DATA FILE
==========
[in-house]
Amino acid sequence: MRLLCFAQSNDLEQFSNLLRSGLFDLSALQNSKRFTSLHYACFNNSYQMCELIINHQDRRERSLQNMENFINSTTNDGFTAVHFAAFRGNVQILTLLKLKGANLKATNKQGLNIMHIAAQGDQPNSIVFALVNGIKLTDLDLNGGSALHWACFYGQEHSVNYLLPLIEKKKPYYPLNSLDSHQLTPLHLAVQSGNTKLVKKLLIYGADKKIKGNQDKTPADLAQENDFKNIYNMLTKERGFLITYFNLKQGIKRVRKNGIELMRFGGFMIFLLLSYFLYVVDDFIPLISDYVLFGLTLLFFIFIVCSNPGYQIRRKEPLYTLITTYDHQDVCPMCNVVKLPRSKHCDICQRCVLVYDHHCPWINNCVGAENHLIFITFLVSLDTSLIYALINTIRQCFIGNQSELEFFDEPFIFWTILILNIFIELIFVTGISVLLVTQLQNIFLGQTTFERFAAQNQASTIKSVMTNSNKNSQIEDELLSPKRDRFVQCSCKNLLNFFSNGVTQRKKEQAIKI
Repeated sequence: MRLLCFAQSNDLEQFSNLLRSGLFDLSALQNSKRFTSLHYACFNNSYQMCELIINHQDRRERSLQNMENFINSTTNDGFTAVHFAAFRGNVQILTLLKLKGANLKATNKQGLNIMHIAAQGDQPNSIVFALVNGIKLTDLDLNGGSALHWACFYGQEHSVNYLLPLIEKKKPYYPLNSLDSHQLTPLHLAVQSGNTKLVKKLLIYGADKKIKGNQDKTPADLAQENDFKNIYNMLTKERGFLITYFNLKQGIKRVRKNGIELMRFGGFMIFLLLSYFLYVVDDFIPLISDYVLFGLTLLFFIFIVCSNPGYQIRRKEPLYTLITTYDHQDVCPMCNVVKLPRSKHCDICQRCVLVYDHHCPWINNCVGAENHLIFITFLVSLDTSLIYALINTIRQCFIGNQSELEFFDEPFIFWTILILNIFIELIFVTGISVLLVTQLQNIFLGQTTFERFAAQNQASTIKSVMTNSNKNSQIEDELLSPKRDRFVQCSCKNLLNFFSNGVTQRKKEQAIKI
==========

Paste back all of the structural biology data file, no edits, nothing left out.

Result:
[in-house]
Amino acid sequence: MRLLCFAQSNDLEQFSNLLRSGLFDLSALQNSKRFTSLHYACFNNSYQMCELIINHQDRRERSLQNMENFINSTTNDGFTAVHFAAFRGNVQILTLLKLKGANLKATNKQGLNIMHIAAQGDQPNSIVFALVNGIKLTDLDLNGGSALHWACFYGQEHSVNYLLPLIEKKKPYYPLNSLDSHQLTPLHLAVQSGNTKLVKKLLIYGADKKIKGNQDKTPADLAQENDFKNIYNMLTKERGFLITYFNLKQGIKRVRKNGIELMRFGGFMIFLLLSYFLYVVDDFIPLISDYVLFGLTLLFFIFIVCSNPGYQIRRKEPLYTLITTYDHQDVCPMCNVVKLPRSKHCDICQRCVLVYDHHCPWINNCVGAENHLIFITFLVSLDTSLIYALINTIRQCFIGNQSELEFFDEPFIFWTILILNIFIELIFVTGISVLLVTQLQNIFLGQTTFERFAAQNQASTIKSVMTNSNKNSQIEDELLSPKRDRFVQCSCKNLLNFFSNGVTQRKKEQAIKI
Repeated sequence: MRLLCFAQSNDLEQFSNLLRSGLFDLSALQNSKRFTSLHYACFNNSYQMCELIINHQDRRERSLQNMENFINSTTNDGFTAVHFAAFRGNVQILTLLKLKGANLKATNKQGLNIMHIAAQGDQPNSIVFALVNGIKLTDLDLNGGSALHWACFYGQEHSVNYLLPLIEKKKPYYPLNSLDSHQLTPLHLAVQSGNTKLVKKLLIYGADKKIKGNQDKTPADLAQENDFKNIYNMLTKERGFLITYFNLKQGIKRVRKNGIELMRFGGFMIFLLLSYFLYVVDDFIPLISDYVLFGLTLLFFIFIVCSNPGYQIRRKEPLYTLITTYDHQDVCPMCNVVKLPRSKHCDICQRCVLVYDHHCPWINNCVGAENHLIFITFLVSLDTSLIYALINTIRQCFIGNQSELEFFDEPFIFWTILILNIFIELIFVTGISVLLVTQLQNIFLGQTTFERFAAQNQASTIKSVMTNSNKNSQIEDELLSPKRDRFVQCSCKNLLNFFSNGVTQRKKEQAIKI